Namespace, a container for identifiers so that they don't conflict with those in other Namespaces or the global scope.

Namespace identifier [ Alias "aliasname" ]
End Namespace

The name of the Namespace (including nested names specifier).
An alternate external name for the Namespace.

Namespaces are declaration fields that allow to delimit the search for the names of identifiers by the compiler. Their purpose is essentially to group the identifiers logically and to avoid name conflicts between several parts of the same project.
This type of conflict stems from the fact that only one global scope is provided by default, in which there should be no name conflict. With Namespaces, this type of problem can be more easily avoided, because defining global objects in the global scope can be avoid.

Namespaces are not allowed to contain code directly, only inside procedures declared in that Namespace. That is because a Namespace is not a scope, it is not something that is executed, it is just something that can be used to hold declarations.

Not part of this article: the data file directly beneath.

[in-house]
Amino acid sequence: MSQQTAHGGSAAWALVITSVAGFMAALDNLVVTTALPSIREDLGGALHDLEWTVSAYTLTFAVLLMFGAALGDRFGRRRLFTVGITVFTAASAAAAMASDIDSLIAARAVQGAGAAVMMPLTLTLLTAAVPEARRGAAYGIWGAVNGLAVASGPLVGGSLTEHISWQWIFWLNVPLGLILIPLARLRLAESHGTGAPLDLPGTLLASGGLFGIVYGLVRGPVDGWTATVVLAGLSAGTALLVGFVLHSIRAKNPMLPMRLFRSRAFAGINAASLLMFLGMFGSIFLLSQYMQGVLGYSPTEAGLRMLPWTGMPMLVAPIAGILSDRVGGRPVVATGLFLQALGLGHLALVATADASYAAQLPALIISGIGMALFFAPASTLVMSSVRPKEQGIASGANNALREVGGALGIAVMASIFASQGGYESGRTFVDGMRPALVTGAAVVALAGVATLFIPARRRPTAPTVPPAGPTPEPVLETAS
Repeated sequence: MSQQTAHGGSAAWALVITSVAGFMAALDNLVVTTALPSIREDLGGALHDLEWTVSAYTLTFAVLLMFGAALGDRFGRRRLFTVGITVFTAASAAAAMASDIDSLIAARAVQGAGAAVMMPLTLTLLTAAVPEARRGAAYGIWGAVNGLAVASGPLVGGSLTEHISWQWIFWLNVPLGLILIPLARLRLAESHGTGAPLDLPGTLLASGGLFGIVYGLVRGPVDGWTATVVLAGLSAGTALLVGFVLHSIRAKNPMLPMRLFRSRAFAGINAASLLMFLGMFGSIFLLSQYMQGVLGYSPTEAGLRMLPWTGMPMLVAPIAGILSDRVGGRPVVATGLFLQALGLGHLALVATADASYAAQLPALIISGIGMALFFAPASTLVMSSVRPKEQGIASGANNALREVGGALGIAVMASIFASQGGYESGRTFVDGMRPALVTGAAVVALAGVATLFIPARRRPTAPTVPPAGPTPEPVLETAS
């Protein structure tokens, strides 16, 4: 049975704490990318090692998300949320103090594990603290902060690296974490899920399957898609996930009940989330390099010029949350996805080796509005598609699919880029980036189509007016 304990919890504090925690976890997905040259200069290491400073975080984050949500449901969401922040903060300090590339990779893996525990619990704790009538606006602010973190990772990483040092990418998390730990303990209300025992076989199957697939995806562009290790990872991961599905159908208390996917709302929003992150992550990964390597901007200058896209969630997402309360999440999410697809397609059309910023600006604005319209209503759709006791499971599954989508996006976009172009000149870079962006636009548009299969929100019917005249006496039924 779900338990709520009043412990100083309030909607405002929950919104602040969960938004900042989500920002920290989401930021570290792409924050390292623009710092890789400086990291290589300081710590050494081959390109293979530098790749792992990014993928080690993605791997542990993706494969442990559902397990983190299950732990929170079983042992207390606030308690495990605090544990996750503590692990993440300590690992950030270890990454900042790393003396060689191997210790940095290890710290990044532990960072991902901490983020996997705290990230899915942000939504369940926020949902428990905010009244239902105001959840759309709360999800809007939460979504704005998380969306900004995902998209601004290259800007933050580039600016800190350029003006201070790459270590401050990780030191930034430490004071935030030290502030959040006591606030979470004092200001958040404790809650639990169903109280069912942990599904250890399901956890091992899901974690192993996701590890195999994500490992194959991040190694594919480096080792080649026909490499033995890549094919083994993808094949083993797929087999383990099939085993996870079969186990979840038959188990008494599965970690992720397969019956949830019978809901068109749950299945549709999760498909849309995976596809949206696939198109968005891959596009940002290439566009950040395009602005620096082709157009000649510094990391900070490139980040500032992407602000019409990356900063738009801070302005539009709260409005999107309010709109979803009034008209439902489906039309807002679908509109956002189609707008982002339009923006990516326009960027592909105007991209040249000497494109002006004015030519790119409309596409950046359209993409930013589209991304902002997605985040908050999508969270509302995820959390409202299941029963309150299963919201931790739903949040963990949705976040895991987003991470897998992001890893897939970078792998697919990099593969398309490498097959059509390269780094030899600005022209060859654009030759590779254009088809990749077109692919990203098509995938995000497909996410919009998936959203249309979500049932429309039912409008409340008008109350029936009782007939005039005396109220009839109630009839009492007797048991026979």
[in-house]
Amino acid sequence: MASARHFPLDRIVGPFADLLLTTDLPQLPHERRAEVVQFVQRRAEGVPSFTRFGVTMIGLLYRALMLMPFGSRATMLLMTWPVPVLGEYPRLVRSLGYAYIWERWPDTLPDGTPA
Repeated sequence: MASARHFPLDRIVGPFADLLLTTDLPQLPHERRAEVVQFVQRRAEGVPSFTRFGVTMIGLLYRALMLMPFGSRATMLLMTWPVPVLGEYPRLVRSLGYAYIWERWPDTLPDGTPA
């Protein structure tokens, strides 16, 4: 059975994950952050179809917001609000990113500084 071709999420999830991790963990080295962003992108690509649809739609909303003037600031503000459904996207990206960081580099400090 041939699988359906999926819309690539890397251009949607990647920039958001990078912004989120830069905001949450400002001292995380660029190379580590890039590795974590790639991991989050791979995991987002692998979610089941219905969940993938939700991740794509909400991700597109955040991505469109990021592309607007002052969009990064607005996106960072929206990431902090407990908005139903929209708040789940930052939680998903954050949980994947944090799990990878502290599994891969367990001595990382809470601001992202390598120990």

Any variable declared in Namespace is implicitly static and visible throughout the entire program (Static and Shared keywords are useless). Therefore only an initializer with a constant is authorized.

Unlike another declarative region such as a Type, a Namespace can be split into several pieces. The first piece serves as declaration, and the following ones as extensions. The syntax for a Namespace extension is exactly the same as that for the declaration part.
Identifiers declared or defined within the same Namespace must not conflict. They may have the same names, but only as part of the overloading. A Namespace therefore behaves exactly like the declaration fields of Types and the global scope.

Access to Namespace identifiers is through the resolution operator ("."), by prefixing the name of the identifier to use from the name of its Namespace. However, this prefixing is useless inside the Namespace itself, just like members inside their Type.
Namespace member procedures can be defined inside this space. They can also be set outside this space, if the resolution operator is used (prefixing from the name of its Namespace). The procedures thus defined must appear after their declarations in the Namespace.